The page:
American Express Still America's Favorite Credit Card
American Express remains the most beloved credit card issuer in the country, according to a report released Thursday.
For the sixth year in a row, the card issuer has taken first place for customer satisfaction, according to a survey of nearly 14,000 credit card customers conducted by J.D. Power and Associates.
The survey asked customers about their issuer's terms, billing and payment process, rewards program, benefits and services, ability to resolve problems and accessibility -- either by talking to a representative over the phone or going through their website or mobile platform.
Customers said that American Express did the best job in each of these areas, noting that it especially outshines other card issuers when it comes to communicating with customers and offering attractive rewards.
With a score of 807 out of 1,000, American Express narrowly beat Discover Card, which remained the second place card issuer out of the 11 cards included in the survey, receiving a score of 799 thanks to positive feedback about its ability to quickly and effectively resolve problems for customers.
Chase moved up in the rankings to the number three spot, increasing its score by 27 points to 762. Customers reported that it has been doing a better job of clearly disclosing terms like fees and has improved its rewards program.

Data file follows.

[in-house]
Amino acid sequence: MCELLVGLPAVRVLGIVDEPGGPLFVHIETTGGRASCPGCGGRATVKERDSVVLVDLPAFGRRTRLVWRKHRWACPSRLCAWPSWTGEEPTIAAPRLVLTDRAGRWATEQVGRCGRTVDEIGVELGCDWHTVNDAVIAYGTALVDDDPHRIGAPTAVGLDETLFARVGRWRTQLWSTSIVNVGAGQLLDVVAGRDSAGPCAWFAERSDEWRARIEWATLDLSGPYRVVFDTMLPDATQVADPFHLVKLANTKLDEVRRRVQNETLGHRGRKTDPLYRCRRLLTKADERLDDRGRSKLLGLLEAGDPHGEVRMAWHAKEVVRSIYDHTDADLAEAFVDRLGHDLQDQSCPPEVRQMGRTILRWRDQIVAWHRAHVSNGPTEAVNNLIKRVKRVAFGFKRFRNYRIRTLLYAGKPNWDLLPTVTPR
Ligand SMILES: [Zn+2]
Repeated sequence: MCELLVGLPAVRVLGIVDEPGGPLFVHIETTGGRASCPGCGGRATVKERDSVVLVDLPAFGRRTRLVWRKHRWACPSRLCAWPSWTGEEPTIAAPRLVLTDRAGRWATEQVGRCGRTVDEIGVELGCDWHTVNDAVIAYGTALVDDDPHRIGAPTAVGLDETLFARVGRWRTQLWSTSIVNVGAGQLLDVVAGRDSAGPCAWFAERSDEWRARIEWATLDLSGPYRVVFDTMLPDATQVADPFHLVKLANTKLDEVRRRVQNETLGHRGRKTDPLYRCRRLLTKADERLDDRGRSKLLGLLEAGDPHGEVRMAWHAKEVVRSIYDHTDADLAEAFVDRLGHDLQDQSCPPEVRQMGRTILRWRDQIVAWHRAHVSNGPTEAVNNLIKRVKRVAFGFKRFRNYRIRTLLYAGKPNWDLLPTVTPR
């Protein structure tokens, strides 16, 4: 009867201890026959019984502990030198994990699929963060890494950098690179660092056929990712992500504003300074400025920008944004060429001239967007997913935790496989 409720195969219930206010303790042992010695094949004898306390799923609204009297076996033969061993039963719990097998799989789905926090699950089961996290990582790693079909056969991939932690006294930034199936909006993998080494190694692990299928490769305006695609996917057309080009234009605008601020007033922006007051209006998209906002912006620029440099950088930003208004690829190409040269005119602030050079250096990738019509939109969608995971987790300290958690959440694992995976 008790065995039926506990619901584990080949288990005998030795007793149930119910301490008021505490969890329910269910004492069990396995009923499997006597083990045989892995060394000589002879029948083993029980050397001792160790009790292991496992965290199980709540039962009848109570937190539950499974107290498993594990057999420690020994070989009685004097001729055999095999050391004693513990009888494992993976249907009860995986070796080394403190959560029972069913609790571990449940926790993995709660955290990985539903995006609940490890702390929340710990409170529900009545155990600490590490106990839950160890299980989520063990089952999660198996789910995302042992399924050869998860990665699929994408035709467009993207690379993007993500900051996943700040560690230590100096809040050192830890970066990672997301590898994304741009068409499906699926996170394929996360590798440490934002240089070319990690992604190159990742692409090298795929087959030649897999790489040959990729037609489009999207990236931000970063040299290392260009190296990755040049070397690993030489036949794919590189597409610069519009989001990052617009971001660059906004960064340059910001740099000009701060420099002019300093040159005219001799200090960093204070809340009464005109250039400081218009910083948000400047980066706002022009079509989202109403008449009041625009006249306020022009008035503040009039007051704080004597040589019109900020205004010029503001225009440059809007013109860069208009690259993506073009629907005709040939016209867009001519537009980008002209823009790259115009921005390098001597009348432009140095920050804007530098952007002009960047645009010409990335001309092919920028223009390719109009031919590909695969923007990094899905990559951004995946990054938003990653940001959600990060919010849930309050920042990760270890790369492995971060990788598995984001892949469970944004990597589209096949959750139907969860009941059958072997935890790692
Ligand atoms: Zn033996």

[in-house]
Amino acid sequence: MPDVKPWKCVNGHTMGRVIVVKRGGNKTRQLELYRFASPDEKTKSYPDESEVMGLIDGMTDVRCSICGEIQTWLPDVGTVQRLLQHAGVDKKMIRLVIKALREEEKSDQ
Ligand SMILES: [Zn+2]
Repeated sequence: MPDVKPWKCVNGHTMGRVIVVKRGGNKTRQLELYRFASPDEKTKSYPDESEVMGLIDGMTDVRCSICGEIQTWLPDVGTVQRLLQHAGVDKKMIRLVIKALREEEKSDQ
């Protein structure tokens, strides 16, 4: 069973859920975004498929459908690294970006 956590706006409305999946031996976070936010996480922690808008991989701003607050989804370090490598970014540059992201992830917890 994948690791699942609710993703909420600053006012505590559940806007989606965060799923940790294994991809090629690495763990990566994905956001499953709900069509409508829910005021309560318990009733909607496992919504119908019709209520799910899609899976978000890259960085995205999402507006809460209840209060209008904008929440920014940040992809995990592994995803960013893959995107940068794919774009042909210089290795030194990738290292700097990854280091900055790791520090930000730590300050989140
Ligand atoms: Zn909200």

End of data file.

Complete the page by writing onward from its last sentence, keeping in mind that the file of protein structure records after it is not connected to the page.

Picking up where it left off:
Rounding out the top five were Barclaycard (BCS) and U.S. Bank with scores of 758 and 748, respectively.
Citi was one of three card issuers to improve its ranking this year, moving from the 8th to the 6th spot. Customers said they've had an easier time resolving problems with the issuer and that the design and layout of its billing statements have become easier to understand.
All 11 card issuers included in the survey saw their scores increase from last year.
In addition, the average customer satisfaction score rose for the third consecutive year. Customer satisfaction began steadily increasing after the CARD Act went into effect in 2010, which limited fees and interest rates issuers are able to charge customers.
"There has not been a lot of change in the past year in fees, credit limits and card terms -- the things that often affect customers in a negative way," said Jim Miller, senior director of banking services at J.D. Power. "After a series of dramatic changes, credit card customers are enjoying a time of stability."
That stabilization comes as the retail banking sector remains volatile, with new and higher checking account fees continuing to frustrate customers.For example, only 11% of credit card customers said they experienced a problem with their credit card, compared to 21% of customers who report having a problem with their retail bank, according to a separate report by J.D. Power.
And for the customers who do have problems with their credit cards, they have been able to get those issues resolved more quickly, J.D. Power found. Issuers are taking an average of four days to resolve problems this year, down from five days last year, and 84% of credit card customers have had their problems resolved -- up from 82% in 2011.